Did the FOG courses give me an opportunity to see how my techniques differed from what is being taught by professionals? Yes, the courses most certainly did.
The initial 1.0 course showed me that my stance is a bit more conservative and is along the lines of what is preached by competition action-pistol shooters: shoulder width and the support side foot a little bit more forward than the gun side. FOG preaches a more aggressive stance: feet shoulder width apart, but the support side foot farther forward similar to a hand-to-hand fighting stance. This is to encourage a stance that can mitigate recoil far better, but also gives the operator a better stance to change positions (explode in another direction if required).
Also, FOG taught a grip that emphasizes the use of muscle instead of bone structure: Elbows more outward and parallel to the ground, instead of the elbows toward the ground. This is a huge departure from my competitive High Power Rifle shooting background where bone support is key to a good shooting position. But the technique is sound because it eliminates the recoil pivot (pistol recoils up if elbows down, while pistol recoils more inward and towards the shooter if elbows turned out, like a buffered piston).
That being said, it is apparent that I was able to pickup new techniques that I have not discovered on my own. Aside from the adjustments I have now made to stance and group, I have also learned other techniques including positional shooting with a pistol (urban prone) and shooting from cover. My shooting from cover techniques definitely need work though, and I will be practicing this a lot more on my own.
The FOG instructors definitely provided constructive criticism where I needed it. Instructors obviously pointed out my flawed elbow placement in my grip, as well as the poor technique when shooting from cover (too much exposure of my head and upper body in standing, as well as when I presented my gun before exposing), but also helped point out what I was doing right (trigger control, double-tap accuracy, etc).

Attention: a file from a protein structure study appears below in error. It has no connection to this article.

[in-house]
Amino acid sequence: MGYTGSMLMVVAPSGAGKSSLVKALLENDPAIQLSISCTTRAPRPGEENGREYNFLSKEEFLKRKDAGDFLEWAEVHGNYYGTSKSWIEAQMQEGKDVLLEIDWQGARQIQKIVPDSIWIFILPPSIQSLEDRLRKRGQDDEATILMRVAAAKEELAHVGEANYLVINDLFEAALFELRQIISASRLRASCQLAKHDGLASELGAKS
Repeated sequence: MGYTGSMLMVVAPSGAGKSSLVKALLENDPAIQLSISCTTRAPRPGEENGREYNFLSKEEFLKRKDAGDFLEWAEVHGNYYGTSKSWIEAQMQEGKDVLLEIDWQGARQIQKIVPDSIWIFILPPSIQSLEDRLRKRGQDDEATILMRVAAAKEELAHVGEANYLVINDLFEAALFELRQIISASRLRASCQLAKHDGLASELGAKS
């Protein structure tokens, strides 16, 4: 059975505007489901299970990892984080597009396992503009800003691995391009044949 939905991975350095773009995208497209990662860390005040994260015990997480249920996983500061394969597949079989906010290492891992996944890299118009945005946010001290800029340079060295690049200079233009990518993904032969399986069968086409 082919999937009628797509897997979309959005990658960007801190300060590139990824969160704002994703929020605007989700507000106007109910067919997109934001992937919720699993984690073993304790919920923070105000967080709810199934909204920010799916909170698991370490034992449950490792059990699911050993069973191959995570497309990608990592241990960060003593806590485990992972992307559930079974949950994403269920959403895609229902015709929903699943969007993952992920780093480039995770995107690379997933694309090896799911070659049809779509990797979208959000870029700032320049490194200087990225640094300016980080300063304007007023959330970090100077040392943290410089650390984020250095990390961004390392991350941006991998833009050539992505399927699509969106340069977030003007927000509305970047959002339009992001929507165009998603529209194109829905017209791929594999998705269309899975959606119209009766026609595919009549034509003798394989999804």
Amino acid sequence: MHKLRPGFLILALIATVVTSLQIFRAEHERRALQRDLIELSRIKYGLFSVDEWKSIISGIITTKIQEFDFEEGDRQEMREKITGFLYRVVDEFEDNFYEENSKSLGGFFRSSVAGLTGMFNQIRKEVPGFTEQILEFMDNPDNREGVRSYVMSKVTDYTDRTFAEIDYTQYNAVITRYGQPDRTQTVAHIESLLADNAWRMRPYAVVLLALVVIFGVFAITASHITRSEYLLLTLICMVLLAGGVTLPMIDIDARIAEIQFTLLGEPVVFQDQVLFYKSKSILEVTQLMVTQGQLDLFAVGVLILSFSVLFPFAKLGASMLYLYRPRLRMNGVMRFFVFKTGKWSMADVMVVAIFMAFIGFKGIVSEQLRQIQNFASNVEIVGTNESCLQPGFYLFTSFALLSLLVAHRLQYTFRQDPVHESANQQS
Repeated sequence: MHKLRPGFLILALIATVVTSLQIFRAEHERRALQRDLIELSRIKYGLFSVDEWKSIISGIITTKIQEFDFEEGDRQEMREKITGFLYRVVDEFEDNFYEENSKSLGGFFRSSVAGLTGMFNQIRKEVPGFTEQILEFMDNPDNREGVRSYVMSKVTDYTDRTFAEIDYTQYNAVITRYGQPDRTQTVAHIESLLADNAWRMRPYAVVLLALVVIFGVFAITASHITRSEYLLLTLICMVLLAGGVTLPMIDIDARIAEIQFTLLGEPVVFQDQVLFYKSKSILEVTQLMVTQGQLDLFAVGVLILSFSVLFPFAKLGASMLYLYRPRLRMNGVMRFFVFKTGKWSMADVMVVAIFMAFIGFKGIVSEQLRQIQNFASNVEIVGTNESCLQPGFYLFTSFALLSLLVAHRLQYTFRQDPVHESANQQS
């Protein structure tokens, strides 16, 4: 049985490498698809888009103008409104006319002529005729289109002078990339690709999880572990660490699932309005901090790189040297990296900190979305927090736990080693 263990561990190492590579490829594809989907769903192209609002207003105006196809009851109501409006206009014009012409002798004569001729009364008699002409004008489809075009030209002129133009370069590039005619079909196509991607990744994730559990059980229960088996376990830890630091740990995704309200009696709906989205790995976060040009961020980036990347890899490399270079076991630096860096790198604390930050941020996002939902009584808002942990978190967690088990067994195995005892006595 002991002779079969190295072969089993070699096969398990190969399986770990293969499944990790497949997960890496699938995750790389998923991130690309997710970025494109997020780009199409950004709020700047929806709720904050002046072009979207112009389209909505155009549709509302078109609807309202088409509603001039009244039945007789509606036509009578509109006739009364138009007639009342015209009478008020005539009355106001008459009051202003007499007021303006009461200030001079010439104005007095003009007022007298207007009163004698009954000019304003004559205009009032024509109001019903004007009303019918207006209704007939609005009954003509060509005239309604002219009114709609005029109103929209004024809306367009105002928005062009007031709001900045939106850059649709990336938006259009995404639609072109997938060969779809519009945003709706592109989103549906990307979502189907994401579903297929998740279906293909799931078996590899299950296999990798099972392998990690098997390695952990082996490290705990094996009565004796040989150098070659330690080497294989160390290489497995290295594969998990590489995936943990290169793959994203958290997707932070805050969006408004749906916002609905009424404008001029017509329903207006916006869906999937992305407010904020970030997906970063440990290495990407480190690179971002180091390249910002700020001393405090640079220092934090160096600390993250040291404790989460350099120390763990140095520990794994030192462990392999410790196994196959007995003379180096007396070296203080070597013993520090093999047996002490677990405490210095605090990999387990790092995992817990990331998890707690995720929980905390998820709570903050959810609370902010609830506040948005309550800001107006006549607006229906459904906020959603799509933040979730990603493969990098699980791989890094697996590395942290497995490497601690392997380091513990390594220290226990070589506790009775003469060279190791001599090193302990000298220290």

With all this said, would I recommend the FOG Pistol Manipulation courses? Most definitely.
I think most shooters out there even considering taking a dynamic pistol course will benefit in some regard by taking a course with the Falcon Operations Group.
It’s important to understand that Falcon Operations Group teaches *A* way, not *THE* way. I don’t think every school out there teaches the same exact techniques, but they all have solid foundations and each reputable school teaches a solution to a problem, per se. Whether or not you want to utilize the methods taught and incorporate those techniques into your skill set is up to you.
But I find that FOG does instill mentalities and ideologies that will benefit pretty much all shooters.
For instance, during the Pistol 1.5 course, the instructors had us all tape up our sights with masking tape and shoot from 3 to 25 yards on to a steel plate without our sight picture.
Even though the sights were taped up, everyone in the class was able to make hits at 25 yards without sight picture. This lesson/drill was meant to convey that sometimes you can concentrate too hard on an aspect like sight picture, and still miss. If you rely on your instincts built upon a good stance, good grip, and proper trigger pull, pointing the gun at the target and making a good shot without perfect sight picture can still lead to a hit on target.
So if anyone is looking to get some formal defensive/dynamic firearms training, definitely check out the Falcon Operations Group. They have courses for pistol, rifle/carbine, shotgun, and medical among others. The FOG website at http://www.falconops.net has a breakdown of each course and the equipment requirements for each.
Some interesting post-course equipment observations:
- While Glocks are still the most popular pistols of choice by attendees, it seems like the Smith and Wesson M&P is becoming the second most popular choice by far. It seems that the Smith and Wesson’s recent improvements to the M&P trigger has made the M&P a more feasible option. But speaking with other students at the courses, it is extremely difficult to come across M&P magazines. While Glock magazines are also hard to come by in the current climate, M&P magazines seem even more difficult to obtain, and are priced almost twice as much as Glock magazines.
- Ares Gear ranger belts are the most popular belt by far. The large majority of attendees and all the instructors are using Ares Gear belts.
- In both the 1.0 and 1.5 courses I attended, I’m pretty sure I was the only one who reloads. Everyone either shot factory ammunition or commercially sold reloads, not because they courses required it, but because no one else reloads their own ammunition.
- The large majority of attendees used a pancake-style kydex holster such as a Raven Concealment Systems Phantom. The other holsters seen in use were Safariland leg rigs and Blackhawk SERPA holsters.